So I'm back online, dating again, because I just love it so much, and it makes such great fodder for entries. (Really it's not so bad, or else I wouldn't do it, but there is an awful lot of crap to wade through to get to the good ones.) One of the sites I'm on has a personality questionnaire that I've filled out while restarting/revamping a profile more times then I'd like to admit. I kind of wonder if I even answer the questions the way. Some of the questions I breeze through, and some I think about, and some annoy me every single time I see them. One of the latter is "Which is more important in a relationship, dedication or passion?"
Makes me want to bang my head against the keyboard. I can see why they ask this question- it's polarizing and seems like the two answers should be divided into those looking for a fling vs those looking for a long-term relationship (a relationship is a series of interactions between two people. I wish that males would stop equating that word with being married/miserably chained to a wall and tortured daily). I whole-heartedly disagree, however. I've been in relationships that have lacked in one or the other of these qualities and both ends of the spectrum suck. Let me tell you why.
A long-term relationship is a social agreement between two people. It's not going to work unless both people want to be in the relationship, because in a world with six billion people and virtually constant access to global communications, it's a totally non-random result that two people spend time together. Do you sense sarcasm? It's still true though. All of this nonsense about finding "The One" has been pumped into our brains by Disney movies and rom-coms. Which we believe because......? .....Hollywood has so many exemplary relationships? I enjoy good ol' Disney movies, and even some rom-coms, but believing the have any truth in them is like believing in a video game. Unfortunately in the current universe there are people who DO learn violence from video games and/or live mostly only within virtual settings and the same thing goes for these movies. A romantic relationship takes work, and agreement, and time. The reward, if the two people are compatible, is mutual enjoyment of each other's company, love, etc etc. People who come from cultures with arranged marriages stay together more often because there is more social pressure to agree to be in the marriage and dedicate time and energy to it. People who are looking for things to be "perfect" and "magical" end up disappointed because every human being is unique and we shouldn't expect our partner to compliment us in every way. Instead we need to accept our differences and disagreements and compromise... which builds upon the relationship in that it'something you've both contributed to.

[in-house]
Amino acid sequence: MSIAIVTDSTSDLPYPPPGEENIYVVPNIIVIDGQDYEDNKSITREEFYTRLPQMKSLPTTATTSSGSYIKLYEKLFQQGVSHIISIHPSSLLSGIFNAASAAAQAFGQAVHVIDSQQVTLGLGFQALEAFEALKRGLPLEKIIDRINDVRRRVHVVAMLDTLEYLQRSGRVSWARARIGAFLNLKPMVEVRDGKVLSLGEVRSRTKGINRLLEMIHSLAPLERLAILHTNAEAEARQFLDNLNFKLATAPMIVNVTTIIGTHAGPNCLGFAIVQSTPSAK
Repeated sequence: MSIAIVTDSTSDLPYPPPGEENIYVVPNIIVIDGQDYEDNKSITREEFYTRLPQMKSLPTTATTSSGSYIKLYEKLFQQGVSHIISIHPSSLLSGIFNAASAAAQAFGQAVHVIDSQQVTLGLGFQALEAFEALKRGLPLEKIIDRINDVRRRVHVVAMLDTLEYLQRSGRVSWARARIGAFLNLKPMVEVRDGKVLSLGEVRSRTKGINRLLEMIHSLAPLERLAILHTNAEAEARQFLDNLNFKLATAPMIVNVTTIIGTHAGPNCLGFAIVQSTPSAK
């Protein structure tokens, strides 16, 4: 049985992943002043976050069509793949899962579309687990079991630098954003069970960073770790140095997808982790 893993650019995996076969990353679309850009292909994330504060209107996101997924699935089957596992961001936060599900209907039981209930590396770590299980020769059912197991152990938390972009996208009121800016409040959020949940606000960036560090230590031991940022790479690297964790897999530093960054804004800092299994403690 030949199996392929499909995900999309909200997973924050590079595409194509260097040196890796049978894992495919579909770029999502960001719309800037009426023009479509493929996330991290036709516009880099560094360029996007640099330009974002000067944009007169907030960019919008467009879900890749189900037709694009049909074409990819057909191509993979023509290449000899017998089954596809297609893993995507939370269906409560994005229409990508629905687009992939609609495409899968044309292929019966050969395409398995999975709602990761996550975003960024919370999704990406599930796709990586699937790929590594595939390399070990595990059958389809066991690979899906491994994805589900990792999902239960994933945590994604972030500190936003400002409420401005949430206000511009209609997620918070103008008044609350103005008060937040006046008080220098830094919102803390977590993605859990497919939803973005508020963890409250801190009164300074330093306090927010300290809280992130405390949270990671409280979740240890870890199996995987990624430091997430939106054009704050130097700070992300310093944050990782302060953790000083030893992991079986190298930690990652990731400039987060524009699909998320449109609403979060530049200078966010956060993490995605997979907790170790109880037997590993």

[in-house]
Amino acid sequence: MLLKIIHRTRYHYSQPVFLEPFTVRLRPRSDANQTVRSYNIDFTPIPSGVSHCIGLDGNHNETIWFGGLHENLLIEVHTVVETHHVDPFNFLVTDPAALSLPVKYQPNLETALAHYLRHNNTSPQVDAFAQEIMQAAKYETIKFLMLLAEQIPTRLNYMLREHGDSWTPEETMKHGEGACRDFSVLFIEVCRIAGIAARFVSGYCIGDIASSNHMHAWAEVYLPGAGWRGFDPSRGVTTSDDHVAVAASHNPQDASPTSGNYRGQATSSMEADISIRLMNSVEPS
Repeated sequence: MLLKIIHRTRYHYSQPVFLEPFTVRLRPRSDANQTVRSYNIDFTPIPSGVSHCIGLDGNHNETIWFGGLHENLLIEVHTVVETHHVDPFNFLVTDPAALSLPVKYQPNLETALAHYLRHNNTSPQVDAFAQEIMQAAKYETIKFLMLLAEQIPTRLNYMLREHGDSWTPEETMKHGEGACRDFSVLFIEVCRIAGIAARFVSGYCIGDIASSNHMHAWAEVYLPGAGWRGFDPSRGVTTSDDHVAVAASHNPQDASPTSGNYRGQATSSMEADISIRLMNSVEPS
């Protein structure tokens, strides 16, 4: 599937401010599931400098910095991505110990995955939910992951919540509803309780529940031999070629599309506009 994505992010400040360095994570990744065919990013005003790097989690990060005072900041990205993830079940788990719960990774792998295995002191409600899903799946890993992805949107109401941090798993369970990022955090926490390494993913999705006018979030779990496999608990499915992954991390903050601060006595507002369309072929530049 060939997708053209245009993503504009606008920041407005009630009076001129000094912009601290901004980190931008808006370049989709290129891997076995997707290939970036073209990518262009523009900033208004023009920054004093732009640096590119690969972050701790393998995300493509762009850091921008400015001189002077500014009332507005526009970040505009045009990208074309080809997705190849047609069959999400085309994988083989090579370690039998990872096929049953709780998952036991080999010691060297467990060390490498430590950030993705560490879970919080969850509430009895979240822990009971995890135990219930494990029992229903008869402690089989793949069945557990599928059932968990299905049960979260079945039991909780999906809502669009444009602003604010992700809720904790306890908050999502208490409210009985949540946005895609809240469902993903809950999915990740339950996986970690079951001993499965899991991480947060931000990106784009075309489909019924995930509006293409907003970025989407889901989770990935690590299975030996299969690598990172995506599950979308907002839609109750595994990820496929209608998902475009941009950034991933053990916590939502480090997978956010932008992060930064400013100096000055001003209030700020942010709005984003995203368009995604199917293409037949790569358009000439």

Passion, on the other hand, keeps people excited about each other. A romantic relationship without passion is boring. Generally passion is assumed to be related to the physical, but it can also be emotional. Passion is one of the motivators for two people to stay together. It celebrates the relationship and is a reward for staying together. When two people are both dedicated to each other, I think it can increase the passion in the relationship. But of there isn't dedication, then passion wanes. Passion is also exhausting. It requires a lot of energy (both kinds- emotional and physical) and everyone needs a break once in a while. But if a pair is dedicated to the relationship, the passion can take a little dip and things will be ok.
What I'm proposing is that people get together and are maybe wooed or initially interested because of some kind of mutual passion. But they only become a couple together because of dedication- as I said, six billion people, yadah yadah, there are plenty of different people to experience passion with. And then when the couple starts to feel stressed or doubtful and the dedication is in question, the passion between them reminds them of what they share, how each is special in unique, and how far they've come from just being two random people experiencing a passionate interaction.
That's my theory of a healthy relationship. I'm not sure if it really exists, and if it does, there are everyday challenges and pitfalls to overcome. But I'm still willing to bet that I can make this work with someone, somewhere out there.